Barbados Island Treasure Under Renovation

Barbados Island Treasure Under Renovation

A Barbados treasure is being renovated to create an environmentally designed conference and banqueting centre

In the historic garrison area of Barbados one of the island's national treasures is under renovation. Built in 1806 as the Purveyor's quarters of the General Hospital for the British Army, The Pavilion is part of the second oldest military garrison in the western hemisphere.

It was destroyed by fire in the 1980s and was derelict for twenty years. The work aims to retain the coral stone building's original features while transforming it into a state-of-the-art, environmentally-designed conference centre and function venue, with fine-dining restaurant and colonial-style bar.

The multi-million dollar project is the brainchild of James Blades, Chief Executive Officer of The Coconut Court Beach Resort, located opposite The Pavilion. His vision is to redevelop the building, paying close attention to environmental conservation and heritage issues. "As a father and someone who has worked in tourism for many years, I feel a strong sense of responsibility to create something lasting and sustainable for generations to come, which is also going to have a positive impact on the people of Barbados" he said.

The project closely follows the United Nations Environmental Programme's blueprint for Environmentally Sound Tourism Facility Design and Development It is also being developed to meet Leaders in Energy and Environmental Design (LEED) and Green Globe standards.

The facility will incorporate satellite conferencing, state-of-the-art audio-visual and simultaneous translation equipment. The six independent conference rooms will also convert into one larger venue with a capacity of up to 300 delegates.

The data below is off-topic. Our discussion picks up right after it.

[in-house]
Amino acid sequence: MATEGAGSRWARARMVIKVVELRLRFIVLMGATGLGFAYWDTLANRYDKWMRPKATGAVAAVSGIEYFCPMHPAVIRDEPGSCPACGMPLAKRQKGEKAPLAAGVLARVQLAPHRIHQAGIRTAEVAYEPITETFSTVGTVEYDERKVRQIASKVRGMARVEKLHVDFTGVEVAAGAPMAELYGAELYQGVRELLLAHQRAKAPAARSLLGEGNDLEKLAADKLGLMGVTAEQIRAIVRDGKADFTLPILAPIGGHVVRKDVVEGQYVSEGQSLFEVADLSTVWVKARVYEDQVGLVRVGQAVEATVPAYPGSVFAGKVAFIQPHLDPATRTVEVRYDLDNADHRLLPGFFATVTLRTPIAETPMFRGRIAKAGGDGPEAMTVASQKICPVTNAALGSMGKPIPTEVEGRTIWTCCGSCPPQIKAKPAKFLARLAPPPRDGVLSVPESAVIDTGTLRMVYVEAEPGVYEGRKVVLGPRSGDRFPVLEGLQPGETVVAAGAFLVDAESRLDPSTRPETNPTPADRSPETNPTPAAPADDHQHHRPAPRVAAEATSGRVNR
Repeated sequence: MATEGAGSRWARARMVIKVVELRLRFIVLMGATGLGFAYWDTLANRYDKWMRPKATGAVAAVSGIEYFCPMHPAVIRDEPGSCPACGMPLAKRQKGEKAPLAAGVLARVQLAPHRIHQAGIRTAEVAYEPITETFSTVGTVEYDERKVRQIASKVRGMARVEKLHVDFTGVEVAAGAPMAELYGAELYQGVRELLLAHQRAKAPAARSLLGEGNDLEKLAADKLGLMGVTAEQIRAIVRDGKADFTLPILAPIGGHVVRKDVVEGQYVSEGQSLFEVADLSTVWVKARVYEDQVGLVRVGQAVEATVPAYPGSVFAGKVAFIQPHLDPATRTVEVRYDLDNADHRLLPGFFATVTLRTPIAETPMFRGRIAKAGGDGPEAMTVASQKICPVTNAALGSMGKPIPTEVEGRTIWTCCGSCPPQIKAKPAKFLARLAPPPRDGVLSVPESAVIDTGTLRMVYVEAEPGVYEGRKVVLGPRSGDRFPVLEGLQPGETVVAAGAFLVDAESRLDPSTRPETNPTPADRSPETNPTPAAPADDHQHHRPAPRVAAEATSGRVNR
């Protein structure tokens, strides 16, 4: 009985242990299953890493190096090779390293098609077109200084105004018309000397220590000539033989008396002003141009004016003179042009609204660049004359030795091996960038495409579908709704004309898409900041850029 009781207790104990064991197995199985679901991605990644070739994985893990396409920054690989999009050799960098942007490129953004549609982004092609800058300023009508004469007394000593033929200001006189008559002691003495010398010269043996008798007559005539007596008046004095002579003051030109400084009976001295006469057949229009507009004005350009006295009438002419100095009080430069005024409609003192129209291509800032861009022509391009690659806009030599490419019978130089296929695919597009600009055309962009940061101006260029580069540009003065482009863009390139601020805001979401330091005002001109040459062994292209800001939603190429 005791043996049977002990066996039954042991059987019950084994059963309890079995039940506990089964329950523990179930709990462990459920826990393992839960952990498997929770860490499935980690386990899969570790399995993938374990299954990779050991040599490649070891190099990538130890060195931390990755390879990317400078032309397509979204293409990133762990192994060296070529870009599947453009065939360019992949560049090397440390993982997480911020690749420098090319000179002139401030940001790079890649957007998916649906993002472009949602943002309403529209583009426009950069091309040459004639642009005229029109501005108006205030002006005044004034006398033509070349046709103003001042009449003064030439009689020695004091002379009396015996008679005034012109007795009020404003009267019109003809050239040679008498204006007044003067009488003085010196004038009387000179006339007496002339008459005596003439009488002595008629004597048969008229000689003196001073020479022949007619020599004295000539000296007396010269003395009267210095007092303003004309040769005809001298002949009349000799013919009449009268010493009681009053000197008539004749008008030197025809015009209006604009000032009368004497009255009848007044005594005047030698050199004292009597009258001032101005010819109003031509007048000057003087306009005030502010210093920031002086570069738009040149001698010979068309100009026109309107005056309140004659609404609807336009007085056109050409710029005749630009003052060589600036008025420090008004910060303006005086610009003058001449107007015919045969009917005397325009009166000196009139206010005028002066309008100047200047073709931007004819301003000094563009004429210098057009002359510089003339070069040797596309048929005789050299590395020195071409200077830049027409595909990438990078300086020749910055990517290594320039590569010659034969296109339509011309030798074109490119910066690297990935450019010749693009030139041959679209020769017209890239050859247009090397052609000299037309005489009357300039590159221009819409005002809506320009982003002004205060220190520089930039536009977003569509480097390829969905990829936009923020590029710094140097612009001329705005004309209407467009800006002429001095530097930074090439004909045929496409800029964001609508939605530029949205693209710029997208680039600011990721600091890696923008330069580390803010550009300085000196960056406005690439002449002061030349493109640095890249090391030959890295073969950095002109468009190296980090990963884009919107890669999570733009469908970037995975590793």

Climate control for each room will be centrally computer-controlled and occupancy sensors will automatically adjust ventilation demands in all rooms.

All windows will be double-glazed and a radiant barrier will insulate the roof, with eve and roof air vents installed to maximise energy efficiency. Cooling will be via an air-cooled chilled-water system using heat recovery to heat all the water for the building. The water will be moved between the building and the compressors (sited in the car park to reduce noise pollution) via underground insulated piping.

The entire building will be plumbed for the separation of sewerage and grey water and all the men's washrooms will have waterless urinals. All toilets at The Pavilion will be flushed by rain-water. An ultra-violet (UV) system will sterilise rainwater collected from the roof for use in landscape irrigation, with the long-term aim of using this process for other requirements.

A pilot project is being carried out to determine the viability of treating rainwater for potable use, such as washing dishes in the rainy season, when there is more water than required for irrigation. By gathering performance data James Blades hopes to lead a change in the Barbados Water Authority's current policy regarding the use of rainwater.

The four-acre site is home to a number of relatively rare trees, including Black Willows and a Baobab, which is among only a handful to be found anywhere on the island. Extreme care is being exercised to prevent root damage to any of the species on the site during construction.

Grant funding is being sought for the introduction of an organic farming programme. The produce would be used in the Pavilion and at Coconut Court Beach Resort, and could also be sold at affordable prices to local people. The entire establishment's organic waste will be composted and reused as fertiliser in the gardens.

The Barbados Pavilion is scheduled to open in October. It is the first phase in a GB £18 million (US$28 million) redevelopment programme that will include new hotel suites and upgrading existing facilities at Coconut Court Beach Hotel over the next four years.

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